To What Extent Is the Propaganda Model Applicable to Western Corporate Media? Discuss in Relation to Ownership of the Media and Give Appropriate Examples.

Topics: Propaganda, Public relations, Mass media Pages: 7 (2297 words) Published: March 17, 2009
To what extent is the Propaganda Model applicable to Western Corporate Media? Discuss this in relation to ownership of the media and give appropriate examples. For the purposes of this essay, I will initially define the term Propaganda and Propaganda Model, its origins and meaning with reference to the critical works of Edward Bernays, Noam Chomsky and Edward Herman. I will then define Western Corporate media in relation to the Propaganda Model in today’s society, incorporating the role of Public Relations, with reference to the works of again, Bernay’s, Pilger, Chomsky, Herman and Marx. As a case study I will refer to the role of News Corporation within modern media and how it can be argued that the propaganda model can be related to this, as a large conglomerate with a controlling share of both western and worldwide media. The term ‘propaganda’ dates back as far as 1622 to the Vatican, when it’s connotations were much purer than the term as we use it today. Originally taken from the latin Congregatio de propaganda fide (The Office for the Propagation of the Faith), Bernays and Miller (2004: Pg 9), it was coined by Pope Gregory XV in relation to the ‘Church’s missionary efforts in the New World’. (Bernay’s and Miller 2004 : Pg 9), in essence to bring the straying protestant flock back to the order of the Catholic Church. The essence of which, was well meaning. From such innocent beginnings though, the term ‘propaganda’ has come to imply a much more sinister and dark meaning within western society. Arguably one of the biggest turning points in public perception of the term, and perhaps the beginning of the western hegemonic society’s realisation of the power of propaganda as a tool to sway public opinion, came in the aftermath of the First World War. Propaganda was utilised fully by both American and British governments to swing public opinion in favour of the war effort with unprecedented success, however in the subsequent decade, public awareness of the propaganda used on the people, by governments and the press, became common knowledge - much to the chagrin of the American and British people as they watched their troops come home, disfigured and disabled (if alive) from the glorious war, and it began to become apparent that the public had been somewhat hoodwinked. The pressing reasons to go to war became less apparent when faced with its aftermath. As Bernays and Miller comment in their work Propaganda; ‘there had been a gradual, disorienting revelation of just how systematically, and how ingeniously, the Allied governments had fooled the peoples of two great democracies, Great Britain and, in particular, the USA. (2004 : Pg 28). This had not gone unnoticed by the ruling classes, who saw a new tool in “public relations as an "applied social science" that uses insights from psychology, sociology, and other disciplines to scientifically manage and manipulate the thinking and behaviour of an irrational and "herdlike" public”. (accessed 18/12/08) ‘Propaganda Model’ is a theory originating from Herman and Chomsky’s work, ‘Manufacturing Consent : The Political Economy of the Mass Media’. Published in 1988, it argues that freedom of the press is subject to five main filters of influence In Western Society; Ownership, Funding, Sourcing, Flak and Anti-Ideologies. This model they argue, constricts freedom of speech within journalistic media and directs popular cultural tastes, thus censoring what information the general population are privy too, but also allowing hegemony of the ruling classes sway over mass public opinion by first; controlling the avenues of information available to the general public and secondly by adding bias and spin to suit their own economic, financial and political ideology. The first of these five filters concerns the ownership of the media. “The mass media serve as a system for communicating messages and symbols to the general...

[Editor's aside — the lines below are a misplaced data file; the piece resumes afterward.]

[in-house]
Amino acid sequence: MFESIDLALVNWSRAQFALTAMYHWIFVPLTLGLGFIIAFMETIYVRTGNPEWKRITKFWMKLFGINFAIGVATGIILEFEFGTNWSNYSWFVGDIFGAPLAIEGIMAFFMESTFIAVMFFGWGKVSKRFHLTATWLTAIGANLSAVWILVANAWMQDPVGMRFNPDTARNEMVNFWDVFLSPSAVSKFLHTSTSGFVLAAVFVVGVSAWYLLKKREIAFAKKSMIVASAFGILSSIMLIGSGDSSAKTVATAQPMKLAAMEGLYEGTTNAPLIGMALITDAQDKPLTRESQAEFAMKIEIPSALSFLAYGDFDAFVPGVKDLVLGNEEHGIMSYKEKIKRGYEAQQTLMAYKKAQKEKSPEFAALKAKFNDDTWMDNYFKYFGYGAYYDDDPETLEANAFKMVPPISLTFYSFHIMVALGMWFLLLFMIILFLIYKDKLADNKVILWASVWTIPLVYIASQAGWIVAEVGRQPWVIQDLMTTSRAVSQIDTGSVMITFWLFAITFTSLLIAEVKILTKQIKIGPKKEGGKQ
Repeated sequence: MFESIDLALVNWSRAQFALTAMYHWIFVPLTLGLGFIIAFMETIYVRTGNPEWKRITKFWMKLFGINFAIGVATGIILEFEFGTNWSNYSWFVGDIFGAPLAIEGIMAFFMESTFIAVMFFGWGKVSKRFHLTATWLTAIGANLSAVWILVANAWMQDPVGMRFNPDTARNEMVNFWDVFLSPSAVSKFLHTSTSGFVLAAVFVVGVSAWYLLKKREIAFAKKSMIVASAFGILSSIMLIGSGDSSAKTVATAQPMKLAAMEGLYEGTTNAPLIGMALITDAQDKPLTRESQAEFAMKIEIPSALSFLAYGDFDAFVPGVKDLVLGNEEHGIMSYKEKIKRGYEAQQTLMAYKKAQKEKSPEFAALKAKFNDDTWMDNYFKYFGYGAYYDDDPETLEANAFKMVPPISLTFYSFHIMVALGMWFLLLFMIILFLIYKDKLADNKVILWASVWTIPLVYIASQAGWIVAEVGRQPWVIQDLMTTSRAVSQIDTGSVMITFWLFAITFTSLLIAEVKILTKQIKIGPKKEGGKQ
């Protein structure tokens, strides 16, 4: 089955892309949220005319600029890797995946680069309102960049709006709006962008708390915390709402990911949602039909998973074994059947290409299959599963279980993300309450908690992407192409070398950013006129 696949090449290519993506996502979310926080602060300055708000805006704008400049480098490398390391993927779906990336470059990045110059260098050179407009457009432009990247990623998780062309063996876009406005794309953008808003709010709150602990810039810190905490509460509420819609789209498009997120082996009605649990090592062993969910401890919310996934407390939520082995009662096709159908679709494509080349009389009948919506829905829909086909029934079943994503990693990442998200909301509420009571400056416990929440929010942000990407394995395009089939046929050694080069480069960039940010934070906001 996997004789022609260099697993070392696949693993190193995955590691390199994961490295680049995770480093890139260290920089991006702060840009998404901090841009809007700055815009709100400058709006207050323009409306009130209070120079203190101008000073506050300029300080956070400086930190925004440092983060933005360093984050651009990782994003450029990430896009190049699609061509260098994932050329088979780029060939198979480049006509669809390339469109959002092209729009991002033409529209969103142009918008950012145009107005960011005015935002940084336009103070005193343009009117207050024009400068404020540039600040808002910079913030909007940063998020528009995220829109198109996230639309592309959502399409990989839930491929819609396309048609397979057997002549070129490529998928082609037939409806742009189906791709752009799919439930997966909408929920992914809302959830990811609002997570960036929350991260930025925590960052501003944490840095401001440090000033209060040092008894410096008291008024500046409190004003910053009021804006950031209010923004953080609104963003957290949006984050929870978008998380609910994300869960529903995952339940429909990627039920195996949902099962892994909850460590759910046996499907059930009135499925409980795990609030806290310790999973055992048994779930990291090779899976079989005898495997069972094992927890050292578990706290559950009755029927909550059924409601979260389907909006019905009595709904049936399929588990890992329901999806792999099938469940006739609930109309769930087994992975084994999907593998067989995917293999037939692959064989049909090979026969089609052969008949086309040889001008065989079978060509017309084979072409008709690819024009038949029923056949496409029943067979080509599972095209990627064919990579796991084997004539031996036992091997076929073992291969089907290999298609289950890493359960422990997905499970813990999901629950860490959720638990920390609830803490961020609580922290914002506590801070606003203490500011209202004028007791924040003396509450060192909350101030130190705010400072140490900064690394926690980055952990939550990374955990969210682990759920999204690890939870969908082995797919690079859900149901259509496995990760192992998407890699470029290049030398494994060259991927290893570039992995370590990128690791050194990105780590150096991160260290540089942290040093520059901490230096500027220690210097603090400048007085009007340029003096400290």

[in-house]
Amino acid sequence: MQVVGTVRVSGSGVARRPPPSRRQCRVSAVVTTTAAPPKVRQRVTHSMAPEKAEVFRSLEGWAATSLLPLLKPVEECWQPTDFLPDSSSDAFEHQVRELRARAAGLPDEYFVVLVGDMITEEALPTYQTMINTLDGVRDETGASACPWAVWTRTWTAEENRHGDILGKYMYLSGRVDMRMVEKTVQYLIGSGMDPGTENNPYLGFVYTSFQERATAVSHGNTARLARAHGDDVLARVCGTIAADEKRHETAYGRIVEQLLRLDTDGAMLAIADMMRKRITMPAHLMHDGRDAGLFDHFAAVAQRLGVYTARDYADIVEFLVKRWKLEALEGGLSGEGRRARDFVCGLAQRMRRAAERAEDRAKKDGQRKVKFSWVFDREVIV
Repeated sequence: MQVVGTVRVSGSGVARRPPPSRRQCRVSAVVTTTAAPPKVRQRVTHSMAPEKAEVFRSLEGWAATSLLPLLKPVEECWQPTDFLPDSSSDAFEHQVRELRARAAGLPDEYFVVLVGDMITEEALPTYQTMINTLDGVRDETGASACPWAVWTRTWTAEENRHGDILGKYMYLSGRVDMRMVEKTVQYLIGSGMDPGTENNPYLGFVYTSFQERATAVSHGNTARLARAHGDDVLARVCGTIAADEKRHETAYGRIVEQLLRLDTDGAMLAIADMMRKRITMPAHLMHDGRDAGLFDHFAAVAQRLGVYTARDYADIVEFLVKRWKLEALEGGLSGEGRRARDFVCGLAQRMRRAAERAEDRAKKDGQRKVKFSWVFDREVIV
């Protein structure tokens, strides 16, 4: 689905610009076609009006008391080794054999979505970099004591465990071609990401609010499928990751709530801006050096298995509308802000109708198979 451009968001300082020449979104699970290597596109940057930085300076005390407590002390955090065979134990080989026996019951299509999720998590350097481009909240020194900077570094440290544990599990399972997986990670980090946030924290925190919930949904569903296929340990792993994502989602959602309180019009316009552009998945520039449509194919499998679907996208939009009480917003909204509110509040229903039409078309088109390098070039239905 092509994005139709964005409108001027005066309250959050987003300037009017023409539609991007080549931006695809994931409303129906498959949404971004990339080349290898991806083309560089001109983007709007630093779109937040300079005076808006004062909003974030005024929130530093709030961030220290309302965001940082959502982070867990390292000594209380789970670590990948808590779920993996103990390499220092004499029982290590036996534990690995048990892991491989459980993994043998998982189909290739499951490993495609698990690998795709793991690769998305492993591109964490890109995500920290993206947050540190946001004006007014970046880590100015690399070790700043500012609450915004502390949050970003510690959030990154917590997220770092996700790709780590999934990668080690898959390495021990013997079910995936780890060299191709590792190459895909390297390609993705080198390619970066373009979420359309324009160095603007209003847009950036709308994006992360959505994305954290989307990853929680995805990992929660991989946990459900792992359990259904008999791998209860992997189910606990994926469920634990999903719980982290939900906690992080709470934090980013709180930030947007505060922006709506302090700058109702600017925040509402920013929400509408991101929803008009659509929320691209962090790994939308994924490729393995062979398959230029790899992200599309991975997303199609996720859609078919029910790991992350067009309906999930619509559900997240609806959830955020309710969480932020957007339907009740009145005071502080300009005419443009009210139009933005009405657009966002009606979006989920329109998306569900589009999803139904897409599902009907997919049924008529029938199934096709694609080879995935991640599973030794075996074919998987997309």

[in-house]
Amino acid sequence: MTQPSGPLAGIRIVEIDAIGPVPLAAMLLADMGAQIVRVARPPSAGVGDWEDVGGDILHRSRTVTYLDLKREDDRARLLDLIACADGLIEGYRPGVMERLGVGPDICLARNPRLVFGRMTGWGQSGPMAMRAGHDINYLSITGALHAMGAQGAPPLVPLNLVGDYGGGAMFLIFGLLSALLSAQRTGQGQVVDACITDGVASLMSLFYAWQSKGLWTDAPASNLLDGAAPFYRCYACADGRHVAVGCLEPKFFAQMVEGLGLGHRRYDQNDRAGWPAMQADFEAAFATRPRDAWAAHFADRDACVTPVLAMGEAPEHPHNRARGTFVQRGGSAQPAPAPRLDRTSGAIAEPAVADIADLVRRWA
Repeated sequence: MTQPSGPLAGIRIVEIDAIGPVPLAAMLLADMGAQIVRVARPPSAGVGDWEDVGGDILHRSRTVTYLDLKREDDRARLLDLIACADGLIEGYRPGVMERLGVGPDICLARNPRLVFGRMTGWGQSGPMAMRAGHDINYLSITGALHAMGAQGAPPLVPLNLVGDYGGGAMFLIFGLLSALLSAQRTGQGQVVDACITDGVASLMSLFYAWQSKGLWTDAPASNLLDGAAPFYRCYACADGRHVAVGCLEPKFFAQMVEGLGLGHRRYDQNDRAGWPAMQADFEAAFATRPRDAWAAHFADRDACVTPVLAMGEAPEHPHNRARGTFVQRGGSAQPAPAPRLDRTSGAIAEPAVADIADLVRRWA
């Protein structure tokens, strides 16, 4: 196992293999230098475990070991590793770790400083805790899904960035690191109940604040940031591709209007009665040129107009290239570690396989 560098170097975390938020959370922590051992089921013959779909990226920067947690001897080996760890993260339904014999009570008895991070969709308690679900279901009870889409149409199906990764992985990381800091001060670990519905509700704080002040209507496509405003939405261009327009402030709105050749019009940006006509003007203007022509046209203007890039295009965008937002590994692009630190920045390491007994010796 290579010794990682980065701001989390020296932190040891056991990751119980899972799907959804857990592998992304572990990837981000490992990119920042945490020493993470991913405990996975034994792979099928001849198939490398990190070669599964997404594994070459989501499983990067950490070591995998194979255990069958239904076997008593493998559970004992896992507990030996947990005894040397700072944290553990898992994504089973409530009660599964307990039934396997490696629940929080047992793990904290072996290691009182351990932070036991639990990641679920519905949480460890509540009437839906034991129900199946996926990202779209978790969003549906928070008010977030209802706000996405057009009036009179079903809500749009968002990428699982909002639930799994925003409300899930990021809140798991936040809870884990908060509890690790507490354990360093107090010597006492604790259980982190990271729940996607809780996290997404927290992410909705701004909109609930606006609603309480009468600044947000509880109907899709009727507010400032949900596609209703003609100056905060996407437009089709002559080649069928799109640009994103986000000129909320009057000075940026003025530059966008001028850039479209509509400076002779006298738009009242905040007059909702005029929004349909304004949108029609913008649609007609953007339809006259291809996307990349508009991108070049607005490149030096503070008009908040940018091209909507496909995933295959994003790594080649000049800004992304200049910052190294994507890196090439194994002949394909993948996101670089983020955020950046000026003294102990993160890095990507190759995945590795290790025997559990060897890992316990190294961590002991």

Bibliography: Bernays E. L., Miller, M. C., Propaganda: with an introduction by Mark Crispin Miller, 2004, Ig Publishing, New York.
Herman E. S., Chomsky N. Manufacturing Consent: The Political Economy of the Mass Media. 2002, Pantheon Books, New York.
Pilger J
Chomsky N. Necessary Illusions, 1989, Pluto Press, London.
Tuccille, J., Rupert Murdoch: Creator of a Worldwide Media Empire, 2003, Beard Books, New York, USA.
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